9 Ways to Endear Yourself to Your Pharmacy

29 07 2010

As many of you know, my alter-ego is a pharmacy technician. I love working in a pharmacy, but there are many moments in which I have to bite my tongue (and resist reaching across the counter to throttle a customer).

Are you one of those customers? You can read my past pharmacy-related posts to find out:

A Very Special Message from Your Local Pharmacy, Part I
Another Special Message from Your Pharmacy
The Drive-Up Window is My Archnemesis

Today I’ve decided to throw you a bone and share some ways to snuggle up to your pharmacist.

Always bring your insurance card with you.
You’ve had the same insurance for 20 years? Good for you! Unfortunately, that doesn’t mean they haven’t changed a few numbers on your card. Odds are everything is the same, but just in case it isn’t? Our lives are a lot easier (and your prescription is ready a lot faster) if we don’t have to call your insurance’s help desk.

If you’re picking up a controlled substance, bring picture ID.
I know I’ve discussed this one before, so I won’t harp on it. State law requires us to verify your ID. Also? We’re mostly trying to watch out for you, so stop bitching and hand over the ID.

Know your insurance plan.
There are hundreds of insurance plans out there. I have no way of knowing which medications are on your formulary, why your copay is so high), or when you’ll meet your deductible. I wish my brain were that useful, but it isn’t. If answers to these questions are important to you, please contact your benefits coordinator or insurance company.

Don’t whine incessantly about prices.
Here’s a little secret: Prices are usually set by your insurance company. We don’t have any say in how much money we get from you. Even if you’re paying out-of-pocket for your prescriptions, our mark-ups aren’t outrageous. And no, we won’t price match any of the box stores. We don’t have $4 prescriptions, but we also don’t have 30 minute wait times.

Know how many refills remain on your maintenance medications.
If I had a dollar for every phone call I get on Saturdays from panicked women who’ve run out of birth control (and have no refills left on their prescriptions)…well, I wouldn’t need to be a pharmacy tech.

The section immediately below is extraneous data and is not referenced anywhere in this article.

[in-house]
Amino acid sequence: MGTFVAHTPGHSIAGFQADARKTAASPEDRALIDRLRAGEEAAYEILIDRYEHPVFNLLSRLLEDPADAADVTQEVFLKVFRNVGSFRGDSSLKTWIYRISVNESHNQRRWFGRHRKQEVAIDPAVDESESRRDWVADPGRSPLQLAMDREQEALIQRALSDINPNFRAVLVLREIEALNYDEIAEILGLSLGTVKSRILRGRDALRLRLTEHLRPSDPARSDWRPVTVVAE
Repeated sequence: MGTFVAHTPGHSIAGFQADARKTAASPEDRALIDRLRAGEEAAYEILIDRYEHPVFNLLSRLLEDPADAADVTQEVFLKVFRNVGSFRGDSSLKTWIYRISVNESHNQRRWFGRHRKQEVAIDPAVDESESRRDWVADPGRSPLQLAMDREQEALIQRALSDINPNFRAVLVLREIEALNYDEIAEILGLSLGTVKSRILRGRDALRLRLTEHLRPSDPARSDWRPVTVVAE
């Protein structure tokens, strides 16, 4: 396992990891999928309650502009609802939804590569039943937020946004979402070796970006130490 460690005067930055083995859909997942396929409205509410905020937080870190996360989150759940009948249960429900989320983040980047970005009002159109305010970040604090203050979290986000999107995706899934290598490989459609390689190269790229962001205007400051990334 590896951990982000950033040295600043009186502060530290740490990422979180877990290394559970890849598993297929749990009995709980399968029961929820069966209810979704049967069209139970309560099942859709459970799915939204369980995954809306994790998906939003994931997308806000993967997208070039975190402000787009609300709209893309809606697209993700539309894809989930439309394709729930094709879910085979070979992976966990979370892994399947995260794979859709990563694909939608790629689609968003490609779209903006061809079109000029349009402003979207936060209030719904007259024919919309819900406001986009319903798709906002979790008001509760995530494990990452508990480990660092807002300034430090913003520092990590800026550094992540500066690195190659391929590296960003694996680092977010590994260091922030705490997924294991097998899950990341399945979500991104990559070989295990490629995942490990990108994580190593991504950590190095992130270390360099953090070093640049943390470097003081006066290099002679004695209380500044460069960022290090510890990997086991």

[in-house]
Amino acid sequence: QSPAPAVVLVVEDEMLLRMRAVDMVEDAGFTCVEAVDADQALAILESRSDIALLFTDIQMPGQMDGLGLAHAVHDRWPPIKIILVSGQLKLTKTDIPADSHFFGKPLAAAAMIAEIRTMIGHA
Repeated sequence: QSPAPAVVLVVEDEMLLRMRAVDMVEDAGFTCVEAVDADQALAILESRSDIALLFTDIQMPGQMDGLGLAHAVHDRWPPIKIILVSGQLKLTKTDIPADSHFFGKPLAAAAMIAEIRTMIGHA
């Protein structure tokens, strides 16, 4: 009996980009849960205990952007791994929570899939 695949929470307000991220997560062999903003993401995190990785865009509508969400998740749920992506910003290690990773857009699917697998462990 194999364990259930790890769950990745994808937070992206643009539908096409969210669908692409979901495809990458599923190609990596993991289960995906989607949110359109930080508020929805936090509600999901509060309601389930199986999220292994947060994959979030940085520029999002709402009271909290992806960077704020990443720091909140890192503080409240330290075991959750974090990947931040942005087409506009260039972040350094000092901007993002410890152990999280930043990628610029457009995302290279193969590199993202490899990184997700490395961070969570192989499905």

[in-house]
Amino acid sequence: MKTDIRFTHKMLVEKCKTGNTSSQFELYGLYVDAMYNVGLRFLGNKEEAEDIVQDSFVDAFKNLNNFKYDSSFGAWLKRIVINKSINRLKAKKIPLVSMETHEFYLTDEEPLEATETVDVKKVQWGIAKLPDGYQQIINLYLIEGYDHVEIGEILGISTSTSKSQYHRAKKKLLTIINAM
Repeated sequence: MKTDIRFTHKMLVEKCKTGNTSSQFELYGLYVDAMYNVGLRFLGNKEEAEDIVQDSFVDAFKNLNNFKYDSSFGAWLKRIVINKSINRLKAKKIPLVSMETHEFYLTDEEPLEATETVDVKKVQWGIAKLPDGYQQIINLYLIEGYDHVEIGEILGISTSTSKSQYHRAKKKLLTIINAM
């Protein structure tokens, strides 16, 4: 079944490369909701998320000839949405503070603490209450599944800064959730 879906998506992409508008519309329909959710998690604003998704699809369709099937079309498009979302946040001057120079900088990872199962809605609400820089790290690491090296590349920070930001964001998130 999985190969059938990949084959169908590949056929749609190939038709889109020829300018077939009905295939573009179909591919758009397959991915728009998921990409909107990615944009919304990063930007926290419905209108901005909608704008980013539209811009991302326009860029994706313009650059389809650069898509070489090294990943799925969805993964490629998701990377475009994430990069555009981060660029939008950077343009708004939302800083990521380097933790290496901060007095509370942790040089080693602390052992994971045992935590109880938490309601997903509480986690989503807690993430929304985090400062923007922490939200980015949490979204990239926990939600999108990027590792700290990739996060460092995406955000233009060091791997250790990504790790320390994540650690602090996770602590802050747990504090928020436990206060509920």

If you take medications that are vitally important to your well-being or cause serious problems when you miss a dose, please keep track of your refills. We’ll make sure you’re taken care of if absolutely necessary, but being on top of your meds saves everyone a whole lot of headaches.

Identify yourself when we answer the phone.
I pick up the phone and hear, “I need you to refill my prescriptions” or “Did my doctor call in a prescription?” My response: “And you are…?”
Even if I’m pretty sure I know who you are, with the HIPAA laws in place, it’s better for everyone if I don’t start guessing. Instead, try for, “This is Jane Doe. Did my doctor call something in for me?” There. wasn’t that easy?

Call ahead for refills.
I know it’s impossible to think ahead every time, but if at all possible, give us a head start on your prescription refills. It makes everyone’s day easier.

Don’t ask us to get it ready as soon as possible.
I’m sorry your 99-year-old grandma is sitting out in the car without any air conditioning while you pick up her heart medications.
Asking me to get it ready as soon as possible won’t speed up the process–it’ll just piss us off. Perhaps you don’t realize what you’re implying with this question–that we dawdle on prescriptions if we don’t have someone like you impressing upon us the need to move quickly. Also, you aren’t our only customer, and it would be unfair to push your prescription to the front of the line.

Say “Thank you.”
Tell us when we’re doing something right. We like to be appreciated. I know, right? Who would’ve thought?




7 responses

2 08 2010

Along with the “thank you” I also like to include “and have a nice day!” It’s amazing how well people respond to a small amount of kindness.

2 08 2010

Always love your pharmacy ‘tips’ Jen! I’ve taken note! LOL 😉

30 07 2010
Jessica G.

I have a much greater appreciation for my pharmacists after reading your posts. You guys know your stuff.
And I hate when people call *my house* and demand to know who they are speaking to. Dude. You called me.

29 07 2010
Kristina P.

Uggg, the phone one drives me nuts! “Yeah, someone called me from this number?” “Yeah, I’m not going to be able to make my appointment today, so can you tell CHarlie?” I don’t know who the hell you are!

30 07 2010

I can explain why we do not give up our name right away: because it’s all to often that we call, tell a whole big story with name and details and then we get transferred to someone else that has none of the info and we have to repeat the whole thing again… it happens a lot with calls to doctor’s offices. I understand hat pharmacy is different, it’s difficult to know all the rules for every place that we call. Sorry about this, i think you guys need to live with it. But I sympathize with the rest :).

29 07 2010

It amazes me how inconsiderate people can be in almost all retail situations. Good tips though! Kind of surprised about the call ahead for refills one though. Doesn’t everyone already do that? I know I always do. Saves me time! 🙂

29 07 2010

Amen to that! I work in a hospital and get just as stupid questions about medication.

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